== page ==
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Surgery for Men with Breast Cancer: Do the Same Data Still Apply?



Men represent a small proportion of breast cancer diagnoses, and they are often excluded from clinical trials. Current treatments are largely extrapolated from evidence in women. We compare practice patterns between men and women with breast cancer following the publication of several landmark clinical trials in surgery.

Patients and Methods

Patients with invasive breast cancer (2004–2015) from the National Cancer Data Base were identified; subcohorts were created based on eligibility for NSABP-B06, CALGB 9343, and ACOSOG Z0011. Practice patterns were stratified by gender and compared. Cox proportional hazards regression analyses were utilized to estimate the association between OS and gender.


Of the 1,664,746 patients identified, 99% were women and 1% were men. Among NSABP-B06 eligible men, mastectomy rates did not change (consistently ~ 80%), and their adjusted OS was minimally worse compared with women (HR 1.19, 95% CI 1.11–1.28). Following publication of CALGB 9343, omission of radiation after lumpectomy was less likely in men and lagged behind that of women, despite similar OS (male HR 0.92, 95% CI 0.59–1.44). Application of ACOSOG Z0011 findings resulted in deescalation of axillary surgery for men and women with comparable OS (male HR 0.69, 95% CI 0.33–1.45).


Uptake of clinical trial results for men with breast cancer often mirrors that for women, despite exclusion from these studies. Furthermore, when study findings were applied to eligible patients, men and women demonstrated similar survival. Observational studies can help inform the potential application of study findings to this unique population and improve patient enrollment in clinical trials.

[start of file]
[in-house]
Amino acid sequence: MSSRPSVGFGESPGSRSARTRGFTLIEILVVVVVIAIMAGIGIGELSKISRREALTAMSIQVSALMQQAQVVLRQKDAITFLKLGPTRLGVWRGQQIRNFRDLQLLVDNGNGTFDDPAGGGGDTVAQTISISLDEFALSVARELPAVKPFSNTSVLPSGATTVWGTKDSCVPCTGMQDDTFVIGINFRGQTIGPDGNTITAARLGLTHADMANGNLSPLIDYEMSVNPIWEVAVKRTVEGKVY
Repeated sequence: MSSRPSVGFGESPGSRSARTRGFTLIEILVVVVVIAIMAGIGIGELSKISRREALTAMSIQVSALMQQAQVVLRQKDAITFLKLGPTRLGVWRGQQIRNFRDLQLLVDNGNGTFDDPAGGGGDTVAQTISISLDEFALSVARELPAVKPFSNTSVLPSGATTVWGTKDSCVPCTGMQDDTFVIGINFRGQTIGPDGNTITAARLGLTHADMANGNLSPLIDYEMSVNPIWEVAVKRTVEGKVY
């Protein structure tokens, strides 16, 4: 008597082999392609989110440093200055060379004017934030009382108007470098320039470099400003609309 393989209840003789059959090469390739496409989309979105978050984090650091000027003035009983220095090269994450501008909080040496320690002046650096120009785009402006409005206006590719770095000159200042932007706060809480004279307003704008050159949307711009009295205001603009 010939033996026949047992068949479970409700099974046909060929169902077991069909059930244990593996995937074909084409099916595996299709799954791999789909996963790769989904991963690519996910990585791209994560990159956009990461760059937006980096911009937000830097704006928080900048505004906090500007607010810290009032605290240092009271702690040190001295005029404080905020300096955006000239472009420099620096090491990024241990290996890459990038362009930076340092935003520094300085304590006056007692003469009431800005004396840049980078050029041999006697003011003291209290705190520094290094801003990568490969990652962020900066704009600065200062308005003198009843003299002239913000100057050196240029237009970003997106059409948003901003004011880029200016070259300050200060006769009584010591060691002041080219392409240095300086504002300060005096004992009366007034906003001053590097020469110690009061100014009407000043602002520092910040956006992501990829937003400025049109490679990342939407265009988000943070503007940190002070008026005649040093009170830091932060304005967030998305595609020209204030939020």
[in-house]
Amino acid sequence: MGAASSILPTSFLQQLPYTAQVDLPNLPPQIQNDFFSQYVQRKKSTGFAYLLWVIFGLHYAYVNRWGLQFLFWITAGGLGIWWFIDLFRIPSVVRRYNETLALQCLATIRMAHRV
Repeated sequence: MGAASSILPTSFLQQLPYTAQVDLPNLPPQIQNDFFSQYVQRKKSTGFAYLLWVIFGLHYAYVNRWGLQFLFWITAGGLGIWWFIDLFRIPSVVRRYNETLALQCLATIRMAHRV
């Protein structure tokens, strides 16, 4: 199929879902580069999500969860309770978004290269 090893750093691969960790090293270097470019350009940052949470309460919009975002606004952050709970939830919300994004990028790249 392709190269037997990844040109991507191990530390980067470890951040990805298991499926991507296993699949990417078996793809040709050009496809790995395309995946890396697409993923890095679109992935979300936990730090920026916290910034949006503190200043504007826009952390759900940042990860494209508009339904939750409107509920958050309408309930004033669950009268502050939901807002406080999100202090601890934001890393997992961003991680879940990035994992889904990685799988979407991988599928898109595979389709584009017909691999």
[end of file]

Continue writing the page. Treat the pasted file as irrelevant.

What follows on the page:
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The National Cancer Data Base (NCDB) is a joint project of the Commission on Cancer (CoC) of the American College of Surgeons and the American Cancer Society. The CoC’s NCDB and the hospitals participating in the CoC NCDB are the source of the deidentified data used herein; they have not verified and are not responsible for the statistical validity of the data analysis or the conclusions derived by the authors.


Dr. O. Fayanju is supported by the National Institutes of Health (NIH) under Award Number 1K08CA241390 (PI: Fayanju). This work was in part supported by Duke Cancer Institute through NIH grant P30CA014236 (PI: Kastan) for the Biostatistics Core.

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Correspondence to Jennifer K. Plichta MD, MS, FACS.

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:The authors report no proprietary or commercial interest in any product mentioned or concept discussed in this article. Dr. J. Plichta is a recipient of research funding by the Color Foundation (PI: Plichta). She serves on the NCCN Breast Cancer Screening Committee and the ASCO Clinical Practice Guideline Committee for the Management of Male Breast Cancer. Dr. E.S. Hwang serves on the NCI Breast Cancer Steering Committee and the NCCN Breast Cancer Prevention Committee. The content of this manuscript is solely the responsibility of the authors and does not necessarily represent the official views of the NIH. Samantha Thomas: Consulting work with Abbvie, Inc, on biosimilar/bioequivalence. Unrelated to this work. Relationship complete effective January 2019. Jeremy Force: METAVIVOR Early Career Investigator Award.

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Plichta, J.K., Ren, Y., Marks, C.E. et al. Surgery for Men with Breast Cancer: Do the Same Data Still Apply?. Ann Surg Oncol 27, 4720–4729 (2020).

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  • Male breast cancer
  • Breast surgery
  • Breast radiation
  • Local–regional therapy